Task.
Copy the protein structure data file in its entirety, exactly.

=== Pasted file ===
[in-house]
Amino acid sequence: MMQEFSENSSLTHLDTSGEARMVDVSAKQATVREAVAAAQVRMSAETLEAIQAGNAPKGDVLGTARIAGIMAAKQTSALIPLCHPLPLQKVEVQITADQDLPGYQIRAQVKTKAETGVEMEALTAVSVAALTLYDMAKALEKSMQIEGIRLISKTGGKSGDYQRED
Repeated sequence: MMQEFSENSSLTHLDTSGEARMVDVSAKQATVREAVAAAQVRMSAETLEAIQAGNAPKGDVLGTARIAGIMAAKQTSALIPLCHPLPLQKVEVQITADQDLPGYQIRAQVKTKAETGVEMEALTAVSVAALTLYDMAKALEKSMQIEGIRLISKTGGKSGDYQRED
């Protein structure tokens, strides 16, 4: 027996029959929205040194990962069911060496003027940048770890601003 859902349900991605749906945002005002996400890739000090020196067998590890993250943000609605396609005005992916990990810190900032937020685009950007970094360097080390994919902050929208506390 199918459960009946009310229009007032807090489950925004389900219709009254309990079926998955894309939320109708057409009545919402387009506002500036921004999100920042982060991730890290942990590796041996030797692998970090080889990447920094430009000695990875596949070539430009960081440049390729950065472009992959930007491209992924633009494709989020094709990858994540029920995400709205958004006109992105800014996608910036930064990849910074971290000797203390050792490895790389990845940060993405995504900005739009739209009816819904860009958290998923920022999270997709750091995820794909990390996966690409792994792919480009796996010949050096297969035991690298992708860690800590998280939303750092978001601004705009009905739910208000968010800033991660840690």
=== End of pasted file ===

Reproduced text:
[in-house]
Amino acid sequence: MMQEFSENSSLTHLDTSGEARMVDVSAKQATVREAVAAAQVRMSAETLEAIQAGNAPKGDVLGTARIAGIMAAKQTSALIPLCHPLPLQKVEVQITADQDLPGYQIRAQVKTKAETGVEMEALTAVSVAALTLYDMAKALEKSMQIEGIRLISKTGGKSGDYQRED
Repeated sequence: MMQEFSENSSLTHLDTSGEARMVDVSAKQATVREAVAAAQVRMSAETLEAIQAGNAPKGDVLGTARIAGIMAAKQTSALIPLCHPLPLQKVEVQITADQDLPGYQIRAQVKTKAETGVEMEALTAVSVAALTLYDMAKALEKSMQIEGIRLISKTGGKSGDYQRED
């Protein structure tokens, strides 16, 4: 027996029959929205040194990962069911060496003027940048770890601003 859902349900991605749906945002005002996400890739000090020196067998590890993250943000609605396609005005992916990990810190900032937020685009950007970094360097080390994919902050929208506390 199918459960009946009310229009007032807090489950925004389900219709009254309990079926998955894309939320109708057409009545919402387009506002500036921004999100920042982060991730890290942990590796041996030797692998970090080889990447920094430009000695990875596949070539430009960081440049390729950065472009992959930007491209992924633009494709989020094709990858994540029920995400709205958004006109992105800014996608910036930064990849910074971290000797203390050792490895790389990845940060993405995504900005739009739209009816819904860009958290998923920022999270997709750091995820794909990390996966690409792994792919480009796996010949050096297969035991690298992708860690800590998280939303750092978001601004705009009905739910208000968010800033991660840690």